The problem though is the ridiculous deadlines now imposed and I agree that there was nothing wrong with making it a19th of the month deadline just like we used to have with a once a year rush for the 19 May (or more often with the usual suspects) 26 May.

The crazy thing is that this can all be fixed if they decide to do it.Yes IT upgrades will cost money BUT better one big common sense fix than loads of silly tweaks. Think of the cost saving in admin time dealing with all the problems we currently have (see my original post above)

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02nd Mar 2015 15:22

HMRC's ETMP

Kate, great article.

I suspect some of the problems with HMRC's RTI systems is that these were designed by people (software developers etc) who really had no concept of practical issues. 

And there is the duplicate records issue which has been known about by HMRC for many years but the real implications of this were not recognised.  This issue has not been resolved.

HMRC introduced ETMP to replace its old accounting (debt management) system probably in order to support/deliver the non or late payment penalty regime. The recent announcement that the regime has been put on ice (perhaps indefinitely) suggests to me that the ETMP is incapable of fulfilling its purpose.

It seems to me the ETMP a least for PAYE purposes is inoperable, so I doubt that HMRC can identify employers who are not paying fully on time. This would surely be a fundamental failure of its duties by HMRC.

The abolition of the annual P35 return which set out the PAYE scheme's tax etc liability can be seen I think as a serious mistake. This return worked for employers and HMRC.

 

 

 

 

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04th Mar 2015 09:46

RTI abolished p35? really?

 

 

 

looking at my telly i see i have to make 14 RTI filings in 14/15 to fob off hmrcy, including one called 

"05-Apr-2015 final declaration for the year"

this sounds french for p35 ???  - plus ca change as the germans say...................................

 

 

grrrrrrr

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By 0098087
02nd Mar 2015 15:25

I view the obvious complete ineptitude of the plans by whoever dreamt them up by the fact they still have the idea to take all payroll preparation in house by HMRC. Shows they have no idea how things work in the real world. 

 

Along with the fact that they also want to know which accounts BACS payments go into.

 

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02nd Mar 2015 15:55

Hmmmm

Four times this year on one of my payrolls (my own) HMRC have told me that I have not submitted a monthly return, yet I have HMIT receipts for every month.  Writing letters of complaint have not been graced with a response.  If I ignore the messages, no doubt I will be penalised.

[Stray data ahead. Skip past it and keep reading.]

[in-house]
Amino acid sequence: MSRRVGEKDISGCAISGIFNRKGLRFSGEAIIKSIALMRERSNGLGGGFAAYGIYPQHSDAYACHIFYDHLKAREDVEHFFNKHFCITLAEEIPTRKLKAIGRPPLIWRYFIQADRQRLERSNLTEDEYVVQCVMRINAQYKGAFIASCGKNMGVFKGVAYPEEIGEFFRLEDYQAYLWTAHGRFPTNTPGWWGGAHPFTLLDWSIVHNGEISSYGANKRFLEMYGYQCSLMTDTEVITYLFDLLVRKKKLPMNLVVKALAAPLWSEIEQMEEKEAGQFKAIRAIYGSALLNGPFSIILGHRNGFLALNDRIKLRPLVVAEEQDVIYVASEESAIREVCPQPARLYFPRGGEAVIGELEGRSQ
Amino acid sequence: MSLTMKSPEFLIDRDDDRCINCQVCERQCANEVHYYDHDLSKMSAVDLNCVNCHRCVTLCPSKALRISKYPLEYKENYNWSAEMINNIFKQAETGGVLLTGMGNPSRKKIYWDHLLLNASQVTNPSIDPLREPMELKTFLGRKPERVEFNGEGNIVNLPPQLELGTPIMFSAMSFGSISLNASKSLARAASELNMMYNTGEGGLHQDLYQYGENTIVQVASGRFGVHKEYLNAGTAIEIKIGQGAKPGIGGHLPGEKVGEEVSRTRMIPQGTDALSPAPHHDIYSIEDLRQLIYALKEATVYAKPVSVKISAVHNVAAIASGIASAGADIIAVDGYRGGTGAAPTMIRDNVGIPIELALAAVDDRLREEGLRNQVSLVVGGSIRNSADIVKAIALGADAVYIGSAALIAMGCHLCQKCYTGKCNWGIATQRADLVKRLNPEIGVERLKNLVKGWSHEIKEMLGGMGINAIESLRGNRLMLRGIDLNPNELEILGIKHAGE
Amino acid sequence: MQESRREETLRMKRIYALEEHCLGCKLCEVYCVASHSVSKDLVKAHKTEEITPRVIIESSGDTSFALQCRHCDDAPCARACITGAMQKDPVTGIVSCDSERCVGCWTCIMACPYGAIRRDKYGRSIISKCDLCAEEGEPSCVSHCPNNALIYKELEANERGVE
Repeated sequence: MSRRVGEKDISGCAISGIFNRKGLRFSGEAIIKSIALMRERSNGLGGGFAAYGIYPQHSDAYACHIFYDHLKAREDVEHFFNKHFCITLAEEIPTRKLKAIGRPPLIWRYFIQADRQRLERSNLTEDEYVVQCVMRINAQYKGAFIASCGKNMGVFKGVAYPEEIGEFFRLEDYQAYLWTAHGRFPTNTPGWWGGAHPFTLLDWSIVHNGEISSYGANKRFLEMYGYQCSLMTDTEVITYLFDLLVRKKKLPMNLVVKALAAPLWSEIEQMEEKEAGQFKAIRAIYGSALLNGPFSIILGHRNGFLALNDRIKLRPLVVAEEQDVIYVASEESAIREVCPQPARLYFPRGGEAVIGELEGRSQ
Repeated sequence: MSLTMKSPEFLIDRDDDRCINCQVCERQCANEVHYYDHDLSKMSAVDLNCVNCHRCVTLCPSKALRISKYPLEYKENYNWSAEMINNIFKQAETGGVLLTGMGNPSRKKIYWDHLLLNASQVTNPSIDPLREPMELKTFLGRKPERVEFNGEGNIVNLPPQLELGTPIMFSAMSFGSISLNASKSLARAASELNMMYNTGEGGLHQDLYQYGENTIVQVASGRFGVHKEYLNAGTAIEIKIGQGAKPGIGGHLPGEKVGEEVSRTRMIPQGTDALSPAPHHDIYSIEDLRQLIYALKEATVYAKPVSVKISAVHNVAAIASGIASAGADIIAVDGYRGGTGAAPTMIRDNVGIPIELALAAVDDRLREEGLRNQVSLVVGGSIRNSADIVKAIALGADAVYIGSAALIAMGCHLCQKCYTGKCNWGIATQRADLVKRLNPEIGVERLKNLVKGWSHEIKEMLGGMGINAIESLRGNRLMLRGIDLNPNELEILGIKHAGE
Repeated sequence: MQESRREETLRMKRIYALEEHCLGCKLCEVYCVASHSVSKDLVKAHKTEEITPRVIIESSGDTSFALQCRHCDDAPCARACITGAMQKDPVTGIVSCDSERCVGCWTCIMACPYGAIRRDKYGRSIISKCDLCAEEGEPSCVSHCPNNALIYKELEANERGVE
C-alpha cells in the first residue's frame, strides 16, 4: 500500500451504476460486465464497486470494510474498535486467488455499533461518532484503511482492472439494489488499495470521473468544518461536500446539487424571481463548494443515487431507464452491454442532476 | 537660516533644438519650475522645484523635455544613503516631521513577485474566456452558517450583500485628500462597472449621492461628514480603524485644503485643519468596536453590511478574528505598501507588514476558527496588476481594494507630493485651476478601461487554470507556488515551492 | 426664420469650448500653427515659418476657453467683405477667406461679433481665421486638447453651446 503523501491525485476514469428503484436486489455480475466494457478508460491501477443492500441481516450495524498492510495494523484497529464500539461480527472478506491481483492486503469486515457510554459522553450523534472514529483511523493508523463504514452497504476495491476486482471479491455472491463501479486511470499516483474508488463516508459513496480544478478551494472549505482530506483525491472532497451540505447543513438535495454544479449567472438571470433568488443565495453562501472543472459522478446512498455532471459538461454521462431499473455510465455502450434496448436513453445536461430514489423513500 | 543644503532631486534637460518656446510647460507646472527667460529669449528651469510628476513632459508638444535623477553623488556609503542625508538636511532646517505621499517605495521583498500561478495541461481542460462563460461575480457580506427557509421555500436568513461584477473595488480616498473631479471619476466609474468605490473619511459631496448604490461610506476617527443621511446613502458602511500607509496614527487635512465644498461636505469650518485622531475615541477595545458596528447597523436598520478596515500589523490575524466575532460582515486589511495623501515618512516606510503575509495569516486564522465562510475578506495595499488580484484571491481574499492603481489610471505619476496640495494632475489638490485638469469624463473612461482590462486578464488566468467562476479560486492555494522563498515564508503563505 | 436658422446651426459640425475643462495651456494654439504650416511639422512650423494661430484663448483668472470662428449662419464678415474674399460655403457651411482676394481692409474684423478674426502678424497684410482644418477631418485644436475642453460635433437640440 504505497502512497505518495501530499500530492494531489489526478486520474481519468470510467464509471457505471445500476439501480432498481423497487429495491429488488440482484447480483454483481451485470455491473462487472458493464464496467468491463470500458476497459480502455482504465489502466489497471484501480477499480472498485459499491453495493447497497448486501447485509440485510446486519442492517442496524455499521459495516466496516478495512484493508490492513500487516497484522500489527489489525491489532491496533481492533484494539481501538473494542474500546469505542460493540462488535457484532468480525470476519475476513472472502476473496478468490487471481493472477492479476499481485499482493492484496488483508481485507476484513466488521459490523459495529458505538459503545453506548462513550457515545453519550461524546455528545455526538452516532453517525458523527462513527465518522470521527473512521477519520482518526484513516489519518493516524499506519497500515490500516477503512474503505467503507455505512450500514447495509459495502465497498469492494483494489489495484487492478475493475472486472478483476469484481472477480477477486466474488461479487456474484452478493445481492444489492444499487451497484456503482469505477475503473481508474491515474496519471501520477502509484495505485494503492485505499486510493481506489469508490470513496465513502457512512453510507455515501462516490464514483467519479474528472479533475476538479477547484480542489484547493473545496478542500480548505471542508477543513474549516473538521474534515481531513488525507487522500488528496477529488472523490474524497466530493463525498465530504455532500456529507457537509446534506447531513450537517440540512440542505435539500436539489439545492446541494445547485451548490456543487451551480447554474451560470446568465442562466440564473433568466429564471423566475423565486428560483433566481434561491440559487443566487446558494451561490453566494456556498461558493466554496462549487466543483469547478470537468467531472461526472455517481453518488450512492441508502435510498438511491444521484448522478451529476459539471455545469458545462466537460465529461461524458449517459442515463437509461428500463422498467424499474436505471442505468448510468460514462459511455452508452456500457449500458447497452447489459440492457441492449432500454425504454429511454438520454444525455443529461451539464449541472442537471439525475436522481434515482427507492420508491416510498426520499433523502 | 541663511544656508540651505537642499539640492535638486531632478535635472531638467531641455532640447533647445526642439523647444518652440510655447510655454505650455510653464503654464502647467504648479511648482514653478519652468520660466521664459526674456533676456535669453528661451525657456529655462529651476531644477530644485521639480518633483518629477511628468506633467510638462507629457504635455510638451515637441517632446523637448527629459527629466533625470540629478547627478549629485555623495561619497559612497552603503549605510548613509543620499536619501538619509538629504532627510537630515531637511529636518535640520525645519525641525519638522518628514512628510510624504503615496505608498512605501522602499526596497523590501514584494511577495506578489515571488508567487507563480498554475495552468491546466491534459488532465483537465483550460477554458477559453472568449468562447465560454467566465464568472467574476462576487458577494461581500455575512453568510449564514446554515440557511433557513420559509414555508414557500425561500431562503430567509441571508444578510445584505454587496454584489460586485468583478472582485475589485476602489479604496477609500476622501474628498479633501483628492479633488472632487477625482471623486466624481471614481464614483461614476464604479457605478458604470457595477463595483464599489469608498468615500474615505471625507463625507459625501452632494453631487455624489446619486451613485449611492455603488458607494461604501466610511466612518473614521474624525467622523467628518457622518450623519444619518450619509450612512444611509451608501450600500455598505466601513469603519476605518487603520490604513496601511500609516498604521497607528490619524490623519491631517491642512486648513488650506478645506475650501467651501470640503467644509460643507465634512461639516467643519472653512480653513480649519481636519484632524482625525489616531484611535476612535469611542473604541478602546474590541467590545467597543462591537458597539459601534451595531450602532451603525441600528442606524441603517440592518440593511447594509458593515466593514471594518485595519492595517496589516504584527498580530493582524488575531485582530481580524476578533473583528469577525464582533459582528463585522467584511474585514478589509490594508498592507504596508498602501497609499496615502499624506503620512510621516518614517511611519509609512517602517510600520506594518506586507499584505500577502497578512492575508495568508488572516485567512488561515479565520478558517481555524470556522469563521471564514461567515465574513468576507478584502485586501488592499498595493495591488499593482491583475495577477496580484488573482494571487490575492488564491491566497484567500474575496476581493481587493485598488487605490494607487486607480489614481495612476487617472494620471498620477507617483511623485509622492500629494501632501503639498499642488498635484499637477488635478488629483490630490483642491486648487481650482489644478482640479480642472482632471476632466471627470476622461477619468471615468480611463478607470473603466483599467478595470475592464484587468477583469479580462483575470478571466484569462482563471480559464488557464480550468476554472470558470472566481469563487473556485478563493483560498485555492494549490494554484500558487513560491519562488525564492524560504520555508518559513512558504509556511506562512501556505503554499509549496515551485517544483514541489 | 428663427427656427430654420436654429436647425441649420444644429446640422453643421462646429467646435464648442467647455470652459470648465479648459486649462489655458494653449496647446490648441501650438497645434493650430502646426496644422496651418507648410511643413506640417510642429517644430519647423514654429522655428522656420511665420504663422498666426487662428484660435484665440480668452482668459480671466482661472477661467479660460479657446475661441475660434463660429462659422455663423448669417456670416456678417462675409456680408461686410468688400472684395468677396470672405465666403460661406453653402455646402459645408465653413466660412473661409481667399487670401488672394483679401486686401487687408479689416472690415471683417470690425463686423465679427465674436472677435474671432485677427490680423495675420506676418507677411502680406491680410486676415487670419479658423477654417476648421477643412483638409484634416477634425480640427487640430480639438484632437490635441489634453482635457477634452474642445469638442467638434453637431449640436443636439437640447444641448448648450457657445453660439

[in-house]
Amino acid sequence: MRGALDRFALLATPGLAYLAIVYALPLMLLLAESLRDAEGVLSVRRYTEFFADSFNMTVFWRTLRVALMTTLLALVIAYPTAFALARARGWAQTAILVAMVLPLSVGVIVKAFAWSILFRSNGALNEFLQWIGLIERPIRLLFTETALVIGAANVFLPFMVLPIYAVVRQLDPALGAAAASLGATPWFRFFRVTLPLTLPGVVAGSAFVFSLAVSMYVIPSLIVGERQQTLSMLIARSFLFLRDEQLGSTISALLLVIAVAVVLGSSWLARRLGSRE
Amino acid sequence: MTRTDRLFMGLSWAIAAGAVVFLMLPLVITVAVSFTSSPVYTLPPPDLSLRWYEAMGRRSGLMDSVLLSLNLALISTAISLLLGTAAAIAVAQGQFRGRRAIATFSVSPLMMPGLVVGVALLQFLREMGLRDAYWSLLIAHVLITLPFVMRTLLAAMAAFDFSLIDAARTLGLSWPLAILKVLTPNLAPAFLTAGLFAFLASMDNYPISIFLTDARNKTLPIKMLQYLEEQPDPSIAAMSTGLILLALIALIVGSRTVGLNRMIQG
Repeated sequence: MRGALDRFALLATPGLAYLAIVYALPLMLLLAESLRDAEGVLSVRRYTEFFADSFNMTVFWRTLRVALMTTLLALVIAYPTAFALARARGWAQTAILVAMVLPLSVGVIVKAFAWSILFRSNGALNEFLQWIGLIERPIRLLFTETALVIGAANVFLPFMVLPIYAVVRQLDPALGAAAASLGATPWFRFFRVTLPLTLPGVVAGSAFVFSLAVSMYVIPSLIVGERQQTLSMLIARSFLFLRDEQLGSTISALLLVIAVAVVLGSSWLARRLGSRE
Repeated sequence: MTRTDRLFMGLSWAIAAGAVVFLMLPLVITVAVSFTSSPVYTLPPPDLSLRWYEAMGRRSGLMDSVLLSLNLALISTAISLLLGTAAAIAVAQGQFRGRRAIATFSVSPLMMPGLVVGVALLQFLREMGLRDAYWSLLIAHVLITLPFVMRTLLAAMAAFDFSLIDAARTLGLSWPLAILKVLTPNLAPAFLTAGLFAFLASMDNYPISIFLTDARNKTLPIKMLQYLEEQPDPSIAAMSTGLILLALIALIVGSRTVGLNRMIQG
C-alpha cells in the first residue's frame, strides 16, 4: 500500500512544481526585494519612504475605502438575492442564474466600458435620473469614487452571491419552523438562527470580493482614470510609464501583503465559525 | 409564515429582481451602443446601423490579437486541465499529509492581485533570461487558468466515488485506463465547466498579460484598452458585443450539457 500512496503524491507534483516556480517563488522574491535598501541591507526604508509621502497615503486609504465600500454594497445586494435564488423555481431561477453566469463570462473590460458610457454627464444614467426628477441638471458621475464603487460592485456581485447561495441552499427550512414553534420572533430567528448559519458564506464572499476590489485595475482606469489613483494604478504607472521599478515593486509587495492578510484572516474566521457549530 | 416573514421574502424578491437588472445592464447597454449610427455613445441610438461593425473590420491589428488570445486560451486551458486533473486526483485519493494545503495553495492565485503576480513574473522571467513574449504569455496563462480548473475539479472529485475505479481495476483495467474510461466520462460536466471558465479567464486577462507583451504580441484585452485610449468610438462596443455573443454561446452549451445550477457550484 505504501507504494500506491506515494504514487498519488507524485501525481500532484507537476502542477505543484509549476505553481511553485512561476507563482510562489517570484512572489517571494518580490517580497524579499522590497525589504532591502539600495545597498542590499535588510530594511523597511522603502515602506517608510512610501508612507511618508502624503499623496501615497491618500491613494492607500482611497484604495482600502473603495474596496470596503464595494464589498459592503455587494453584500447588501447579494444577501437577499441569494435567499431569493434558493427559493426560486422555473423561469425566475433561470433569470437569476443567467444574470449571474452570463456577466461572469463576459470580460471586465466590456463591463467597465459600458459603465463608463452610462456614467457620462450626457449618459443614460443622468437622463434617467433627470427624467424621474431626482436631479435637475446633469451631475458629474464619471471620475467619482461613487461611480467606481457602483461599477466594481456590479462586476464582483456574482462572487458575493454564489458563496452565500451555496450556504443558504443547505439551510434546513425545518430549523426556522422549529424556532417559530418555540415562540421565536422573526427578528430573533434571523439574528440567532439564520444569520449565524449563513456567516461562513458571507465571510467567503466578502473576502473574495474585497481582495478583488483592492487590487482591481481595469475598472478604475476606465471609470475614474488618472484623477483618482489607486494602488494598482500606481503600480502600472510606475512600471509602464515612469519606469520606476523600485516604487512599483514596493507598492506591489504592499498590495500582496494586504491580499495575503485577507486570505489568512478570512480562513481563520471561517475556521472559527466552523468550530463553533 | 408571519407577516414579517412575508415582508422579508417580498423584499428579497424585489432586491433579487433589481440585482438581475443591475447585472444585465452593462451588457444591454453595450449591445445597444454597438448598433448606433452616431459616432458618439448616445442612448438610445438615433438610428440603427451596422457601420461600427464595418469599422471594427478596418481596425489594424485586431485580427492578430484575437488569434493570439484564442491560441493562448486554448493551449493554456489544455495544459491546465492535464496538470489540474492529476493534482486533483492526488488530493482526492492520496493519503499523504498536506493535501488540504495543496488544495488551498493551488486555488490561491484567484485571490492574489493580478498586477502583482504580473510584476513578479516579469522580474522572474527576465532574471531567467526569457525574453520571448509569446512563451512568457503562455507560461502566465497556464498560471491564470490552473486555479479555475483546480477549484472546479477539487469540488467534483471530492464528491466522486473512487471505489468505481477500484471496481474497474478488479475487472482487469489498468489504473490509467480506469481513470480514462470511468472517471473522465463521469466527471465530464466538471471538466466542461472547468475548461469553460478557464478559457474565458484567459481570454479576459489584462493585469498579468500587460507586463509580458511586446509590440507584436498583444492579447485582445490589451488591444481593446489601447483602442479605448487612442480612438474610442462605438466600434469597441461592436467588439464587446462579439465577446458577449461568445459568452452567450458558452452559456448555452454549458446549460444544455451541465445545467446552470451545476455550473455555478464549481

They can send me messages online but I have to write a letter, print it, put it in an envelope, stamp it, take it to the postbox...... and then not receive a response.  Why not allow us to leave a message on the web? - as my bank does, and if anyone is concerned about security they are.

What a one sided situation.

I agree that HMRC should immediately introduce Direct Debits as works so well with VAT.  Maybe that would force them to repay the £120 that I paid in error (just a straight bookkeeping mistake that wasn't found out until after the year end - but this is apparently no excuse and allows them to keep my money).

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02nd Mar 2015 16:04

Direct debits

I was amazed when I was told RTI was not integrated with PAYE DDs. VAT has been working for about 10 years and Class 2 NICs for about 20 or more. So why not PAYE. I have been told by someone 'on the inside' that HMRC are looking into this but they have to change the law. I don't understand why when VAT and C2NICs work so well. I would have thought that having active PAYE DDs (and CIS) would have made things so much better for HMRC: improved collection and lower costs. But those that make the decisions in HMRC are not at the coalface and don't understand what is going on.

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By ringi
03rd Mar 2015 14:51

DD law needs changing

I think the problem is that the laws on DD does not allow anything to be taken by DD unless the person/company is informed so many days ahead.    As the PAYE payment is due on the same that that the TRI return is made….

kevinringer wrote:

I was amazed when I was told RTI was not integrated with PAYE DDs.  I have been told by someone 'on the inside' that HMRC are looking into this but they have to change the law.

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03rd Mar 2015 15:06

But VAT only needs 3 days